More than 800 Kentucky Schools Eligible in 2014-2015 To Combat Child Hunger By Increasing School Meal Participation
May 2, 2014
More than 800 Kentucky schools will qualify for the Community Eligibility Provision (CEP) this coming school year, a federal initiative that increases the number of children eating school meals and reduces administrative paperwork associated with meal programs by providing breakfast and lunch to all students at high poverty schools, free of charge.
Kentucky is one of eleven states that have participated in the program’s initial roll-out since 2011. In 2014-2015, eligible schools in all states will be able to join, as will those Kentucky schools that have not yet opted in. Eligible schools have until June 30, 2014 to decide whether or not they will participate in the 2014-2015 school year.
CEP currently reaches 152,669 children in Kentucky, representing more than one in five students. During 2013-2014, 372 Kentucky schools participated.
Early results show that CEP is leading to more children eating school meals in Kentucky, particularly breakfast. In the first two years of implementation, breakfast participation in CEP schools grew from 45 percent to 64 percent. By providing breakfast to all students, the program allows for alternative delivery methods and removes barriers to participation: breakfast in the classroom and “grab and go” kiosks in the hallways after first period, for instance, mean that late buses, crowded cafeterias and the stigma associated with free and reduced-price meals no longer keep students from getting a nutritious start to their day.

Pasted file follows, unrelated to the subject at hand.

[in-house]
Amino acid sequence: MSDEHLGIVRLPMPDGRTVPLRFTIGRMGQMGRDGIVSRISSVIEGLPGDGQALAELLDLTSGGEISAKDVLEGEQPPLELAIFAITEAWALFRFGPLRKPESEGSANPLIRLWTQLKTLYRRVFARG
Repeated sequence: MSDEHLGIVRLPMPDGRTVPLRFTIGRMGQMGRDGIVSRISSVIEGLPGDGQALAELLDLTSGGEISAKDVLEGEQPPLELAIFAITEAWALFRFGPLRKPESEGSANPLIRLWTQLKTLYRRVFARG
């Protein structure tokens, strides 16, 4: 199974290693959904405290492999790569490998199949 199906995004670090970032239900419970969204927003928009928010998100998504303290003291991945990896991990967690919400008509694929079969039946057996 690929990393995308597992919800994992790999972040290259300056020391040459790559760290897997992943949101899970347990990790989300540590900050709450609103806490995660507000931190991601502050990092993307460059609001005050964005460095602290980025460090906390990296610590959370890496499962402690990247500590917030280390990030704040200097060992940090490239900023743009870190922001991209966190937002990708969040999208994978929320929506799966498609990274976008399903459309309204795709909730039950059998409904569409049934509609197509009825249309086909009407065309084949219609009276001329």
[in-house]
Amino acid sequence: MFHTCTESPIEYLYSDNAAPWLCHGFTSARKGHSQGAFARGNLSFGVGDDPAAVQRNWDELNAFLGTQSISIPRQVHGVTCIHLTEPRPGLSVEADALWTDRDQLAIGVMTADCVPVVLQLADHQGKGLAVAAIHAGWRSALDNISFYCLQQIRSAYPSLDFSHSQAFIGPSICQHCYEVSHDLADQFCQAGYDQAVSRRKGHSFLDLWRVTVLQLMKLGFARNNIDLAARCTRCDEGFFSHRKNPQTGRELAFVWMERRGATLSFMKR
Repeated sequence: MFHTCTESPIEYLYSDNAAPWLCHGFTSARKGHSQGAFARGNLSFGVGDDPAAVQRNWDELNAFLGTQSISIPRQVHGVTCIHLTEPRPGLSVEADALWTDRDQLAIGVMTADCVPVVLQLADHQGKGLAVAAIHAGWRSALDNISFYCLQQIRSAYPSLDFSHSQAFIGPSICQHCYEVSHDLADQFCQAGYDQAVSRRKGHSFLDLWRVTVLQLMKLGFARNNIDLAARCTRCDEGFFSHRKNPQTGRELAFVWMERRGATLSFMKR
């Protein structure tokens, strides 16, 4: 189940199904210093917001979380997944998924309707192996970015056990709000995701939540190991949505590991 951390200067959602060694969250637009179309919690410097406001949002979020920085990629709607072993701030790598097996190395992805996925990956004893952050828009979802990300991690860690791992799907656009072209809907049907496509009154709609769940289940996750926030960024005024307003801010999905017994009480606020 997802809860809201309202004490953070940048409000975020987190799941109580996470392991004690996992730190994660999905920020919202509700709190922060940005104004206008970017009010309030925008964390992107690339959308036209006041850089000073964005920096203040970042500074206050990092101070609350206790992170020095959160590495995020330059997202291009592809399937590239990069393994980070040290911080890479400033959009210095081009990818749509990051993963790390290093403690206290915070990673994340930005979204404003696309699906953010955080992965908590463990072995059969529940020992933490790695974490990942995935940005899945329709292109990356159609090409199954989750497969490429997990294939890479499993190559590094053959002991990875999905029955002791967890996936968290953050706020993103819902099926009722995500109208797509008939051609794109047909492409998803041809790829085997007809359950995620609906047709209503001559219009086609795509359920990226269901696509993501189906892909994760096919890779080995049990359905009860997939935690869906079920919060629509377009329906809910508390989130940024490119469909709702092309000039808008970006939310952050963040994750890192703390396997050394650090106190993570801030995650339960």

“Community eligibility has been successful in reaching Kentucky’s low-income children whose families may be struggling to put food on the table,” stated Anna Baumann, policy associate at the Kentucky Center for Economic Policy. “The more eligible Kentucky schools that take part in the program, the more Kentucky kids will have at least two good meals a day, helping them to succeed in the classroom and improving their health and long-term well-being.”
A majority of students at CEP eligible schools qualify for free and reduced-price meals. But instead of relying on the traditional school-wide application process for federal meal programs, CEP identifies these students through another program with a rigorous eligibility determination process, like the Supplemental Nutrition Assistance Program (SNAP) or Medicaid.
As a result, CEP not only reduces hunger for greater numbers of low-income students, but it also helps food service departments streamline their operations and reduce paperwork. When more children eat, the per-meal cost of serving meals decreases. These economies of scale, combined with administrative simplifications, help to cover the cost of providing meals to students who might otherwise pay. Greater participation, increased federal reimbursements and additional revenue from a la carte purchases have allowed some Kentucky schools to improve meal quality, as well.
Baumann continued, “Kentucky’s early success with CEP and development of best practices since 2011 are good news for schools considering the program in 2014-2015. Adopting the program is an important investment in students who might otherwise struggle to get enough food to eat each day.”
More information about Kentucky’s Community Eligibility Provision can be found here: http://education.ky.gov/federal/SCN/Pages/Community-Eligibility-Option.aspx.